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of China affords, in more than one re- gathering flowers while a dragon-fly spect, a curious contrast to that of perches on her comb-a lonely poet Greece. The most obvious difference, singing to his lute in the moonlightno doubt, is the difference in defini- pink cheeks among pink peach blostion. Greek art is, in every sense of soms; whatever sounds they make us the word, the most finished in the hear—the nightjar crying through the world; it is for ever seeking to express darkness—the flute and the swish of what it has to express completely and the swing among summer trees—all finally; and, when it has accomplished these things are presented to us charged that, it is content. Thus the most ex- with beautiful suggestions and that quisite of the lyrics in the Greek An- kind of ulterior significance which, in thology are, fundamentally, epigrams- our moments of imaginative fervor, the though they are, of course, epigrams most ordinary occurrences possess. transfigured by passion and the highest Here, for instance, is a description of a splendors of art. One reads them, and sleepless night-a description made up one is filled, in a glorified and ethereal of nothing but a short list of simple manner, with the same kind of satis- facts, and yet so full of the very mysfaction as that produced by a delicious tery of one of those half-vague, half. mouthful of wine. One has had a vivid watchings that we feel ourselves draught of hippicrene, a taste of the the friends of the eleventh-century poet consummation of beauty, and then one who wrote the linesturns over the page, and pours out an- The incense-stick is burnt to ash, the other glass. Different, indeed, is the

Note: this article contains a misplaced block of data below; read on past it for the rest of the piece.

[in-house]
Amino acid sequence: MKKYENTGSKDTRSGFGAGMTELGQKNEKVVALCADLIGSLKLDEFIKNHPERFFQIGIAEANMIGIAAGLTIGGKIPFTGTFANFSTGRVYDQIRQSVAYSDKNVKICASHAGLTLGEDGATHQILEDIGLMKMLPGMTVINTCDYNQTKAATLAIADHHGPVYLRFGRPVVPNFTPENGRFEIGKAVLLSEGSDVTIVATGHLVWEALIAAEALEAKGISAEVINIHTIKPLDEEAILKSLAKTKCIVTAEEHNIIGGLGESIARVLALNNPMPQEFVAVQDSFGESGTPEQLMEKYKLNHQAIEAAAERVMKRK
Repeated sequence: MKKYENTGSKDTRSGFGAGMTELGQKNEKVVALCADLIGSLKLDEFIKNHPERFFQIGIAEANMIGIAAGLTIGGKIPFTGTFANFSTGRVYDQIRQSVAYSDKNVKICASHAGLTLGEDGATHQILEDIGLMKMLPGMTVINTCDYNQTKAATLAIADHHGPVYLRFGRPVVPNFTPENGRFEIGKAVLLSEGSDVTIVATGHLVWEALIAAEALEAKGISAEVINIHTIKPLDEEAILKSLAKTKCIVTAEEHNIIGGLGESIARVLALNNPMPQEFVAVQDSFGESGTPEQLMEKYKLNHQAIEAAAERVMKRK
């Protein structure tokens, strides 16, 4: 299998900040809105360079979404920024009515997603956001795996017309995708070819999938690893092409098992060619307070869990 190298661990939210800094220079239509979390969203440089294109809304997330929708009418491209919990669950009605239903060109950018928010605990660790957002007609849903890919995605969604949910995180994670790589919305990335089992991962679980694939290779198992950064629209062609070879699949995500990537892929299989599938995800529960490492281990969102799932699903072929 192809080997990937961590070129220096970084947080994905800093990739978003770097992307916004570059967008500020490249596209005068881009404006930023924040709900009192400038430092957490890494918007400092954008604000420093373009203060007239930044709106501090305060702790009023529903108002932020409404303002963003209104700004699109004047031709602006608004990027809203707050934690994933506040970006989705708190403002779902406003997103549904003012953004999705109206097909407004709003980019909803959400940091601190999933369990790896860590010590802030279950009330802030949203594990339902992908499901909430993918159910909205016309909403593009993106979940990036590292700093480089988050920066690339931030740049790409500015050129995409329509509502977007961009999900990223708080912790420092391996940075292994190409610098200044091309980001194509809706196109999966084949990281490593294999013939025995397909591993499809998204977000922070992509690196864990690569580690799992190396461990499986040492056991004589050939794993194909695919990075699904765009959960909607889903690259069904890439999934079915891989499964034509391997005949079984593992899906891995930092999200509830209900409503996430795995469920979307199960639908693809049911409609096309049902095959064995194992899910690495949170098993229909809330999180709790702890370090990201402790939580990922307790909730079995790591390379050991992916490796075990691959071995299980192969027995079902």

water-clock is stilled, effect of the Chinese lyric. It is the

The midnight breeze blows sharply by very converse of the epigram; it aims

and all around is chilled. at producing an impression which, so

Yet I am kept from slumber by the far from being final, must be merely

beauty of the spring:

Sweet shapes of flowers across the the prelude to a long series of visions

blind the quivering moonbeams and of feelings. It hints at wonders;

fling! and the revelation which at last it gives

Sometimes the impression is more parus is never a complete one—it is clothed

ticular, as in this charming versein the indetinability of our subtlest thoughts.

Shadows of pairing swallows cross his

book, A fair girl draws the blind aside

Of poplar catkins, dropping overAnd sadly sits with drooping head;

head ... I see the burning tear-drops glide,

The weary student from his windowBut know not why those tears are

nook shed.

Looks up to see that spring is long “The words stop," say the Chinese,

since dead. "but the sense goes on." The blind is And sometimes it is more generaldrawn aside for a moment, and we

The evening sun slants o'er the village catch a glimpse of a vision which starts

street; us off on a mysterious voyage down

My griefs, alas! in solitude are borne; the widening river of imagination. Along the road no wayfarers I meet.-Many of these poems partake of the Naught but the autumn breeze across nature of the "chose vue”; but they are